In the mid 1950s there was a row of 18th century derelict cottages which stood to the side of Dunblane Cathedral.
These little cottages lay between two bases for mission for the churches throughout the centuries. In around 600 AD Blane and his Celtic monks established a community at the top of Holmehill and in the 12th century the Cathedral was built.
The Town Council were set to demolish these little cottages to erect a war memorial. The ‘Friends of Dunblane Cathedral’ contested the decision and eventually a local builder, Mr Monaghan, was given the job of restoration and converting the row into an ecumenical conference centre.
The Oikoumene sign is unveiled
In March 1960 Dr Ian Fraser was appointed Warden of the new Scottish Churches House and generous gifts from the Russell Trust and Historic Buildings allowed the restoration work to start.
By July 1960 the Central Committee of the World Council of Churches visited Dunblane and a ceremony to unveil the Oikoumene sign (still visible on the front of the House) was unveiled.
Ian Fraser recruited groups of volunteers helped with the renovation of the grounds. As mud and overgrowing ivy were cleared from the site, a small building which is known now as the chapel was uncovered. It is likely to date back to the days of Blane.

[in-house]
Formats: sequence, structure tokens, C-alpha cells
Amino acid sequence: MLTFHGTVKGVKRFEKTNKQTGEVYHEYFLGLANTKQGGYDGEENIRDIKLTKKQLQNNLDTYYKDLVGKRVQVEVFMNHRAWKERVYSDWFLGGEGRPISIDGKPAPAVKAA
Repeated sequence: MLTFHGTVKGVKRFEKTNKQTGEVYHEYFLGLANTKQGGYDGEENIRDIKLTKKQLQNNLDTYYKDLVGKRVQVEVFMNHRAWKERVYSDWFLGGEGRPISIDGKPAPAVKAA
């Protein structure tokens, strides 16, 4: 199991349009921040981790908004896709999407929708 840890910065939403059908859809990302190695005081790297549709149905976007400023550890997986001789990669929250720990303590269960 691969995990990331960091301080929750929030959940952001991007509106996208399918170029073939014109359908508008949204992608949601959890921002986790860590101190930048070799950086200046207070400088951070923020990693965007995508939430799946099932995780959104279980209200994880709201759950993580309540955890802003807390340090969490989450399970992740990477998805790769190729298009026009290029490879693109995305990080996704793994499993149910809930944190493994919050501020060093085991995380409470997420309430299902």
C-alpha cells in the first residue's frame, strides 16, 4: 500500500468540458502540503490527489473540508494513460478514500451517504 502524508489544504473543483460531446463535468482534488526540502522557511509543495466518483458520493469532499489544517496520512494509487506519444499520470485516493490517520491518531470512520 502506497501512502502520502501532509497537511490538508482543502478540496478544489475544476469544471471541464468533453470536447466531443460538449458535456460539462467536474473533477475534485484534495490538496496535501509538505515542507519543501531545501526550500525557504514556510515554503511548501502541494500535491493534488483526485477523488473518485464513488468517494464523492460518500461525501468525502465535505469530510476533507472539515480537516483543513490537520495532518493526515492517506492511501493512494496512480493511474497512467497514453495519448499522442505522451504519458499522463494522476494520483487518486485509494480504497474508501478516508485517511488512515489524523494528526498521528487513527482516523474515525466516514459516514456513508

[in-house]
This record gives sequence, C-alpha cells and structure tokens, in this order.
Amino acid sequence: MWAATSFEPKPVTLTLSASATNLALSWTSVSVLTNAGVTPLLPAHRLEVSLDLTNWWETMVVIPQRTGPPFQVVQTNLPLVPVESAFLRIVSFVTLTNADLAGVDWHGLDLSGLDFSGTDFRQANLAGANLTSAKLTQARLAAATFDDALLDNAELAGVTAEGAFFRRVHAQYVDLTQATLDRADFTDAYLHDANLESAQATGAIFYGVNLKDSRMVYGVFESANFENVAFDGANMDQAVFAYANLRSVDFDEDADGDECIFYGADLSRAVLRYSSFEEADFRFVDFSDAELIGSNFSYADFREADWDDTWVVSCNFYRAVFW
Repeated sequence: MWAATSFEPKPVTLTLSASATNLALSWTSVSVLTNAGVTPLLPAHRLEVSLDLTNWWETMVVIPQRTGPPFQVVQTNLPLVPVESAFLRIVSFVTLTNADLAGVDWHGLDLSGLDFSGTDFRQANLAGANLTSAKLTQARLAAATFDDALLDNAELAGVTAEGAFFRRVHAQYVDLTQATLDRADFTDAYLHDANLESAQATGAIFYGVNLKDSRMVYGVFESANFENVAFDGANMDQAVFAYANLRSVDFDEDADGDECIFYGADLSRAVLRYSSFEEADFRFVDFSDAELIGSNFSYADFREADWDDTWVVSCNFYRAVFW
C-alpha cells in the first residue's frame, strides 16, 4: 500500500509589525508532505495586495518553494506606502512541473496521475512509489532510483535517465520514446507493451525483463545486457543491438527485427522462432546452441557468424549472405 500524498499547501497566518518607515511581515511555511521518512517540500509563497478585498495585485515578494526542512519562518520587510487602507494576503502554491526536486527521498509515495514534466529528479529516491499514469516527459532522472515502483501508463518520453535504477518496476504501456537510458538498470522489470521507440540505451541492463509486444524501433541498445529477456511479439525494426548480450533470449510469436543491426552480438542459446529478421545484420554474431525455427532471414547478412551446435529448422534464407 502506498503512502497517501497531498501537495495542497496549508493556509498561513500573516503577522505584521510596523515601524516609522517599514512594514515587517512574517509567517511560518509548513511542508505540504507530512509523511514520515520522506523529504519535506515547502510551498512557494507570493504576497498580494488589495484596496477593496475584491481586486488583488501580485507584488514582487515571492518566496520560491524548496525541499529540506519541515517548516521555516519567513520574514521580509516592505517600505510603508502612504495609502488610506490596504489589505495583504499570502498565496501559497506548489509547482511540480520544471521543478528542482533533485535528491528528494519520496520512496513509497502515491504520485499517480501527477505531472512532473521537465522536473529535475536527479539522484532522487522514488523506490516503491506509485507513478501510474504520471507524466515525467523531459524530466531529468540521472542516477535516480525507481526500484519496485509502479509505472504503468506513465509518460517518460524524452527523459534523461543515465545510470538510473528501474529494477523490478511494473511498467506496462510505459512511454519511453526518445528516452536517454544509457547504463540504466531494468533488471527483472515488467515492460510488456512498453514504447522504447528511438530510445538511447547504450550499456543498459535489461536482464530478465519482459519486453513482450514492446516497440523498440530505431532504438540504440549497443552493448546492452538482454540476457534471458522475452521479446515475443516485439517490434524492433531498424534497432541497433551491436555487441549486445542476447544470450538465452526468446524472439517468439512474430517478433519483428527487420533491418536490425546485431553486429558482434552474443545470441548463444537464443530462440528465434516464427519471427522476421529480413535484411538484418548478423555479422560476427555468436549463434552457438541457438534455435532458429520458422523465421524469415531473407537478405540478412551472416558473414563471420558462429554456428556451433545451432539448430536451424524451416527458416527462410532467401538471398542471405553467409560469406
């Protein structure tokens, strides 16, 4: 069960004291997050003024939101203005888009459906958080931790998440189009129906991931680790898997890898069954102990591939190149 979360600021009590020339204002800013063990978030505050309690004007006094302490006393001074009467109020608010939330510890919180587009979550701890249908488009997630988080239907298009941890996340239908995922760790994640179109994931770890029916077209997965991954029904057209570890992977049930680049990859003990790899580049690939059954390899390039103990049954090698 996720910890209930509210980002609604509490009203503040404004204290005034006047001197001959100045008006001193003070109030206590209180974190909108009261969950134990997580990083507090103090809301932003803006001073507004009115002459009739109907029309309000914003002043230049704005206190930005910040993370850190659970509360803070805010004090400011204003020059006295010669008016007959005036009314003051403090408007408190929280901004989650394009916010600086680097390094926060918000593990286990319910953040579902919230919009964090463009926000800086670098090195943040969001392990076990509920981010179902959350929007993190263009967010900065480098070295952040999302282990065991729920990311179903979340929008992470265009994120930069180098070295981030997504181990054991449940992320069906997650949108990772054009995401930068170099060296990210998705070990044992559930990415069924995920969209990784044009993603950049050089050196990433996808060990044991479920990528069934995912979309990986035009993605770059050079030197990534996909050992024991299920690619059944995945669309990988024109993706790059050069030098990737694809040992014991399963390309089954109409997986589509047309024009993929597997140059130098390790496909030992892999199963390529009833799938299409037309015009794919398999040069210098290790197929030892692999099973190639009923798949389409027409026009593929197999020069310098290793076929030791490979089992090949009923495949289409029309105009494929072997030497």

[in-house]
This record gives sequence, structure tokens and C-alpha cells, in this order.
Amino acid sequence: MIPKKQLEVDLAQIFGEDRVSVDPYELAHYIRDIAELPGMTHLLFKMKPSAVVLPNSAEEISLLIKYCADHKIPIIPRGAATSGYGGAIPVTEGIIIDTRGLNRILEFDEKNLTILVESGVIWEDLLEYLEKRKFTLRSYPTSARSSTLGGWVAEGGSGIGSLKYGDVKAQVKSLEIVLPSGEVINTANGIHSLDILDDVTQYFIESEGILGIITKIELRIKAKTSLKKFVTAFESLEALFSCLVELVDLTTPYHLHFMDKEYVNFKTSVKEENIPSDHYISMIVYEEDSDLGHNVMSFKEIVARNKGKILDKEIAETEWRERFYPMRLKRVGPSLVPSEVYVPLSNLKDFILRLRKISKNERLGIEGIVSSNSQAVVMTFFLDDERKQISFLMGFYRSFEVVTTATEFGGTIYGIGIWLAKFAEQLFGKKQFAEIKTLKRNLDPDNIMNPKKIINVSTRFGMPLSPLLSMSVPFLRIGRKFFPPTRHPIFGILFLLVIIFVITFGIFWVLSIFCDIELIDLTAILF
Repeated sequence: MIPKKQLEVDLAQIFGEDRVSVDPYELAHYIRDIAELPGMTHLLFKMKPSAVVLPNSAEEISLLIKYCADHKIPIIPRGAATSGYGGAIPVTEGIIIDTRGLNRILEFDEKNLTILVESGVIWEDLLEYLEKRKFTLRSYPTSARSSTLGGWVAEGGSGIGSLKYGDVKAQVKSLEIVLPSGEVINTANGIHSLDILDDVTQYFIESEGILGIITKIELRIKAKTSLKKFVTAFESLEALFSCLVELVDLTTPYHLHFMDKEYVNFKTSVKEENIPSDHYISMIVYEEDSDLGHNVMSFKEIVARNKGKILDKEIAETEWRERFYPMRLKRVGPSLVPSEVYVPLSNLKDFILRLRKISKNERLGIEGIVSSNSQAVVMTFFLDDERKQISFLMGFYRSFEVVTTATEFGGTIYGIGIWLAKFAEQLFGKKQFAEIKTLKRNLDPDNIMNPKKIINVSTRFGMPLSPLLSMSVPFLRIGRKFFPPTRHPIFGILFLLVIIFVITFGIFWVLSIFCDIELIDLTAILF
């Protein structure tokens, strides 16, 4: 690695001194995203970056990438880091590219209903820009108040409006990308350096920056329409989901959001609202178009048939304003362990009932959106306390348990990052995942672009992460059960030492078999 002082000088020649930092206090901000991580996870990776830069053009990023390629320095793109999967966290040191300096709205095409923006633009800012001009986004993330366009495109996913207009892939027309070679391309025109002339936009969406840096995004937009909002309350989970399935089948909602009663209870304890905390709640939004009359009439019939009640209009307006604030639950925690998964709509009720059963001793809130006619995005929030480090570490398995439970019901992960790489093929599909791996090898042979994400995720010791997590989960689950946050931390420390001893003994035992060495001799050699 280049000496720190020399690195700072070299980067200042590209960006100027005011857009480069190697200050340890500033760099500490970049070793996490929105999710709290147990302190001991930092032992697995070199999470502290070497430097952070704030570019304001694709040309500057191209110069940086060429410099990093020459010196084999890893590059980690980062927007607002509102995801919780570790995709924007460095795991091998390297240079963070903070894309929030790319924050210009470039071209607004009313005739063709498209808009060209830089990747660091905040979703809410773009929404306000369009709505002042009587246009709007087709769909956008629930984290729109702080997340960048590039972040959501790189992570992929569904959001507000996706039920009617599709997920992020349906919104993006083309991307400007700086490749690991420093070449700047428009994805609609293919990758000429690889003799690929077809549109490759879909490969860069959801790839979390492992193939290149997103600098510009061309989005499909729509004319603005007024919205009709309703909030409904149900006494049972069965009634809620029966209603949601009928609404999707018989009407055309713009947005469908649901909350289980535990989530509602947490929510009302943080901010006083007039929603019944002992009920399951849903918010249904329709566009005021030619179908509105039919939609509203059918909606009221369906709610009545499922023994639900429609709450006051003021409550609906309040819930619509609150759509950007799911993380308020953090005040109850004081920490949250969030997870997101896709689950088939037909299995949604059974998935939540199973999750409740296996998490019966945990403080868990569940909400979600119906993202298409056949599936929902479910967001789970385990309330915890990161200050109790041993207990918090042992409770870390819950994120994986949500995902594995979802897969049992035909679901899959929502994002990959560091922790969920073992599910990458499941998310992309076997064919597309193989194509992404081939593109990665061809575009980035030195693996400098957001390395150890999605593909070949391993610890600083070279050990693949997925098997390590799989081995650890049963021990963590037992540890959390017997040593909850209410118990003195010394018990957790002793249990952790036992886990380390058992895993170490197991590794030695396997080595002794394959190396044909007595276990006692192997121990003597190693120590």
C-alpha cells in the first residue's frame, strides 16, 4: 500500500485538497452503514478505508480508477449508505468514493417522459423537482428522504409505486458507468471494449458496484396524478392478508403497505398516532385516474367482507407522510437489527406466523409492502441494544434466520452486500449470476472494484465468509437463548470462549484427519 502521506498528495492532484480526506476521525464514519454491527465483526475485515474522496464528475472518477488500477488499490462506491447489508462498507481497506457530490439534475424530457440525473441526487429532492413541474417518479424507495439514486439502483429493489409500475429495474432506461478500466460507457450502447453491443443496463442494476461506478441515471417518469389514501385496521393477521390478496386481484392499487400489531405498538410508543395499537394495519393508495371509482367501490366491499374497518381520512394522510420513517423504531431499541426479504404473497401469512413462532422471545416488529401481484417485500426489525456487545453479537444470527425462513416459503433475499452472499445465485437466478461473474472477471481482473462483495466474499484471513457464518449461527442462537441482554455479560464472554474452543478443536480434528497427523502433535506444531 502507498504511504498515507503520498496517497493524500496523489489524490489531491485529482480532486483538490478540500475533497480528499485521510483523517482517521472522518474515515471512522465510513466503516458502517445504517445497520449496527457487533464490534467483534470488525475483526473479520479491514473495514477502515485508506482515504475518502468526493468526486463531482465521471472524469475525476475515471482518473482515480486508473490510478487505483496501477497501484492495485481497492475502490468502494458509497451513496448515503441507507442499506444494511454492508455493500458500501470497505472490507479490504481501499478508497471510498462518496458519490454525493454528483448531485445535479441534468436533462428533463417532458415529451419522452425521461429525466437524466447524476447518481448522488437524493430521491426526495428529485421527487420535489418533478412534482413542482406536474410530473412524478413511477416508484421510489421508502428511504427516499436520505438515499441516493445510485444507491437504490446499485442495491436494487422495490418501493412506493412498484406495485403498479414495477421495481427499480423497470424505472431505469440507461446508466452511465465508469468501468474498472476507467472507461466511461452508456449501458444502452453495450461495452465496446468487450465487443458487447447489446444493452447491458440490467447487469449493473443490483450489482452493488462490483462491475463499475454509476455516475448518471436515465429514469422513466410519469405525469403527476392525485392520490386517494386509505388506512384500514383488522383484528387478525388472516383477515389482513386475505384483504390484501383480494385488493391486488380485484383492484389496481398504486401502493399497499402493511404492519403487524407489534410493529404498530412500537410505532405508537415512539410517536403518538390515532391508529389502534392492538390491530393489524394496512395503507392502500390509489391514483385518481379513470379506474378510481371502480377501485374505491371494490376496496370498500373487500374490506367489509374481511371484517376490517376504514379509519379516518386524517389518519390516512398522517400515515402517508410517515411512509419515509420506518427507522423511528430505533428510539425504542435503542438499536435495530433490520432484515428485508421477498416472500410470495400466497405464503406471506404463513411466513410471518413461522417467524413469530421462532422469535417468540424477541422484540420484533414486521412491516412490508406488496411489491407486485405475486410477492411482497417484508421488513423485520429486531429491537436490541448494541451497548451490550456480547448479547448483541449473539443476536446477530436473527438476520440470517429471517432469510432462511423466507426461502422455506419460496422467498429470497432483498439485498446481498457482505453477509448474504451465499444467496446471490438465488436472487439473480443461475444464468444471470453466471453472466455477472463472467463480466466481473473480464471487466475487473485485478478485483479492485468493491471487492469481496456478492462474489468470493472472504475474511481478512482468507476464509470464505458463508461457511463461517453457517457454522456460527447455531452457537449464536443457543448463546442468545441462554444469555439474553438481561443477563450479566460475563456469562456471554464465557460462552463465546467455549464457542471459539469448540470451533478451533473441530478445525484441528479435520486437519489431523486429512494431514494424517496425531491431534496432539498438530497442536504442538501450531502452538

Over the years many acts of exceptional work have been carried out at Scottish Churches House. The venue was seen as natural place for the churches to meet together and it attracted those from the arts with music and worship an essential part of the life of House.
Many issues on interfaith, topical issues on health and global concerns over Israel and Palestine have all been addressed at the House, ecumenically.
Interest groups were also attracted to the house, Poetry events, Painting workshops and the ever popular Senior citizens who came to the House for a week twice a year all added to the buzz.
More can be read in the book “An Ecumenical Adventure – a Dunblane Initiative” written by Ian M Fraser.
Uncovering the Chapel
Scottish Churches House sadly closed in 2011. Having been empty for a couple of years, then in late 2012 Alex McKie a local business man saw the potential to bring the House back to life and into the centre of the community again.
Taking the keys on the 1st march 2013 and after spending 5 months of blood, sweat and tears, We finally got to open what is now a cute and cosy wee hotel, restaurant, event spaces and so much more right in the heart of the community.
The new name given, Old Churches House, reflects the respect we have for the history that has gone before us. Here’s hoping to many happy years to come for Old Churches House and all those who frequent.
Since opening, this wee hotel has served over 100,000 guests (as of Spring 2017) and Alex has even repaired and refurbished The 13th century Chapel in the back garden and is now in a condition where people can once again use it for what it was intended.
All things Churches House
What our guests say
Located on a quiet road opposite the Cathedral, Old Churches House Hotel is a wee gem of a place. Brilliant value with brilliant staff we would happily visit this hotel again. In walking distance of shops and bars. Recommended.